Nurses work overtime, but by how much?

  • Nurses and their supporters picket along High Street outside the Baystate Franklin Medical Center on Thursday. April 27, 2017.

Recorder Staff
Published: 5/24/2017 5:33:51 PM

GREENFIELD — Roughly six months into contract negotiations with Baystate Franklin Medical Center, the nurses union requested payroll data to support its contention the staff is overworked.

To bolster the argument in press statements, the union pointed to nearly 4,000 shifts in the past year when nurses logged more than 12 hours at a stretch.

“I think these numbers speak for themselves,” local union leader Donna Stern said of the data. “I don’t think there should be any confusion of whether nurses are overworking.”

However, detailed review of the data shows a more nuanced and less severe picture than implied by the way the union characterized the data. Many of those nearly 4,000 shifts were nurses who worked scheduled 12-hour stints and 85 percent of them worked over their shift by less than an hour.

A close look at the data shows that nurses worked four hours or more of overtime in about 3.5 percent of all shifts in the past year. This typically came after eight-hour shifts.

Most of the time when nurses worked more than 12 hours, it came as an additional half hour to a scheduled 12-hour shift.

The nurses sought and received the payroll data amid ongoing negotiations that have led the Massachusetts Nurses Association to file unfair labor charges and stage an informational picket outside of the hospital. The union’s demands include addressing “understaffing” and revising overtime pay structure, which currently does not pay time-and-a-half until after the first hour of overtime worked.

The payroll data does show a handful of cases when nurses worked over the 16-hour state legal limit for “mandatory nurses overtime,” which the hospital had to report to the Department of Public Health. The longest overtime shift lasted about nine hours past its scheduled end time. These violations were a rare exception. Less than a 10th of 1 percent of the total shifts violated the overtime limit.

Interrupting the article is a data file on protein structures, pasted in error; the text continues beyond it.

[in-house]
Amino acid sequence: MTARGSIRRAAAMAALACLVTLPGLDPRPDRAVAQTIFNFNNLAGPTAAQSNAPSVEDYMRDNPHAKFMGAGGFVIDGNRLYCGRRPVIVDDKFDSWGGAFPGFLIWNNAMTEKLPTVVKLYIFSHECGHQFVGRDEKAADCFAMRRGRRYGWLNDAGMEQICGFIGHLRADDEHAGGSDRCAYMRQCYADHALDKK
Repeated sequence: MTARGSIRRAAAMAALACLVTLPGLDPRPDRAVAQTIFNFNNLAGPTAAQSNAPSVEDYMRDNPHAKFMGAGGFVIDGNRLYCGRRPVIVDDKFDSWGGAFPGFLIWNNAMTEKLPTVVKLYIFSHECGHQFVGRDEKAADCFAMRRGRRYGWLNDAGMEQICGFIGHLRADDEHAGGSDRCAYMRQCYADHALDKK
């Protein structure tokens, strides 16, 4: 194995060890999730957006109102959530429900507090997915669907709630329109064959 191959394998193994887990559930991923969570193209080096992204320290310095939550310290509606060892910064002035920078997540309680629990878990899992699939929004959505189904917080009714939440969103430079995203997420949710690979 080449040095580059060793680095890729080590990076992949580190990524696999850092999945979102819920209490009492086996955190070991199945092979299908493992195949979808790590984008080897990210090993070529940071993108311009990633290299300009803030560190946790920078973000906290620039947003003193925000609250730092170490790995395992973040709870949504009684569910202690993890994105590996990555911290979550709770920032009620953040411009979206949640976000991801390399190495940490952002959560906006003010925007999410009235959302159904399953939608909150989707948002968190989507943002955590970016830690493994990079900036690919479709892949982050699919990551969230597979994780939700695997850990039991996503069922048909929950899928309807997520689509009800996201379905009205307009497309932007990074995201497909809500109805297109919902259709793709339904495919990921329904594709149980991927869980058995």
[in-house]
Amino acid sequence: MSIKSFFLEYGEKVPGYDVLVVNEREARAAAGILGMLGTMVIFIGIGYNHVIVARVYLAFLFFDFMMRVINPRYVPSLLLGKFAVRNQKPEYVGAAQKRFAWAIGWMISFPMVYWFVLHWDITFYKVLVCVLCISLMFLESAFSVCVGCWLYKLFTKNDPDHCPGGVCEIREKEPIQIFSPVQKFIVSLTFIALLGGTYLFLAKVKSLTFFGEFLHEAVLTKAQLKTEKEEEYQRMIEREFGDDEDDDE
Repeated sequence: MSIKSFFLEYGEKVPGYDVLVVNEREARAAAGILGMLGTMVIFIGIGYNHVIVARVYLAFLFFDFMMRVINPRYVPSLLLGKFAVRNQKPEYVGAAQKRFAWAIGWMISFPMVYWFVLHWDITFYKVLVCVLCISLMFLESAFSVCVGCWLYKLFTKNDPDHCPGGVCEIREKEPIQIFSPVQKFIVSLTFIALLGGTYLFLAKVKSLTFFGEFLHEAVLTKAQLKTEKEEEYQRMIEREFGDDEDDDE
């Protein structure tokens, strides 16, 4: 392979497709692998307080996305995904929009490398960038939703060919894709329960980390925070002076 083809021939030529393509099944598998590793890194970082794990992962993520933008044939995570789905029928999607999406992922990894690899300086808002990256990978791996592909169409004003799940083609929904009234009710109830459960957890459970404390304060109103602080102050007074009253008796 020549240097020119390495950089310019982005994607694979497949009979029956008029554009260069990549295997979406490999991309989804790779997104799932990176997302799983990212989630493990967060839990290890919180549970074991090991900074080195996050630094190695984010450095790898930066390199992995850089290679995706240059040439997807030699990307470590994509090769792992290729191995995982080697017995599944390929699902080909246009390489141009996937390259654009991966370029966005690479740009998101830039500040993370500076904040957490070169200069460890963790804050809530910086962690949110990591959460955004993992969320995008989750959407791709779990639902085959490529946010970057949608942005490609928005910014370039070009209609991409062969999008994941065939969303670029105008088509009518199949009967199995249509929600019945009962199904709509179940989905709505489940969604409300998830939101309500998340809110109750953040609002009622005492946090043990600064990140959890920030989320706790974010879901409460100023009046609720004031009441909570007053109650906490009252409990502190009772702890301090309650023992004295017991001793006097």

Among the data provided to the nurses union, there were 27 shifts that lasted longer than 16 hours, with the longest at 17.5 hours.

State law says that nursing shifts should not be scheduled longer than 12 hours and cannot exceed 16 hours in a 24-hour work period, except in the case of an emergency.

Each report of excessive OT is “carefully reviewed” and the department then decides if an “additional follow-up with the facility is necessary,” according to Tom Lyons, a spokesman for the state public health department.

Out of the 20 reports Baystate Franklin Medical Center filed in the calendar year of 2016, all of them cited “hospital emergency” as the reason for violating the law, according to the Department of Public Health.

In response to the nurses union press release headlining the 3,980 shifts that went over 12 hours, Baystate Franklin President Cindy Russo noted that in 89 percent of those shifts, nurses worked less than 13 total hours.

The existence of 12-hours shifts is not at issue in the negotiations and is allowed in the current contract. But the nurses argue generally that they are being pressed into overtime too often because of poor management and want it reduced, arguing tired nurses can make mistakes, so the status quo is dangerous for patients.

They also want to be paid for all hours worked after a regular shift. Under the current contract, time-and-a-half is paid by the minute, but is not paid until the nurse has worked one hour over the scheduled shift.

The nurses also have objected to Russo’s comment about whether her staff is working too many hours, as the nurses have claimed.

Russo told the Greenfield Recorder April 3, “As an organization here, do I feel that our staff is overworked? That’s not my opinion.”

Local MNA union chairwoman Stern responded to Russo’s statement in the context of the payroll data, saying that it proves the nurses are being overworked.

“Not only what she said was inaccurate but it was callous,” Stern said.

In response, Russo discussed the nature of the nursing profession, how the needs of individual patients can fluctuate and the amount of patients that come into the hospital at any given time can fluctuate.

“Patients don’t have needs based upon a clock,” Russo said. “Health care is a calling, not just a 9 to 5, or a 7 to 3 job.”

She also said that if a “nurse feels overworked, they don’t have to pick up the shifts they have.”

Responding to this statement, Stern said: “If she were actually at the bedside, she would know that’s not a legal answer.”

Stern said that often times nurses cannot leave their shift if they feel overworked because there is no one to replace them. Instead it is their legal obligation, she said, to stay at the bedside.

“You can be exhausted, but if there’s no one to replace you, you can’t (leave),” Stern said. “That’s called abandonment.”

Recently the hospital has hired “travelers,” who fill in gaps in the schedule. If there is an opening, they can hire these per diem nurses to come in and work.

“Magically they can hire all of these travelers, and we’re grateful, but that’s not a long-term solution,” Stern said.

You can reach
Joshua Solomon at:

jsolomon@recorder.com

413-772-0261, ext. 264


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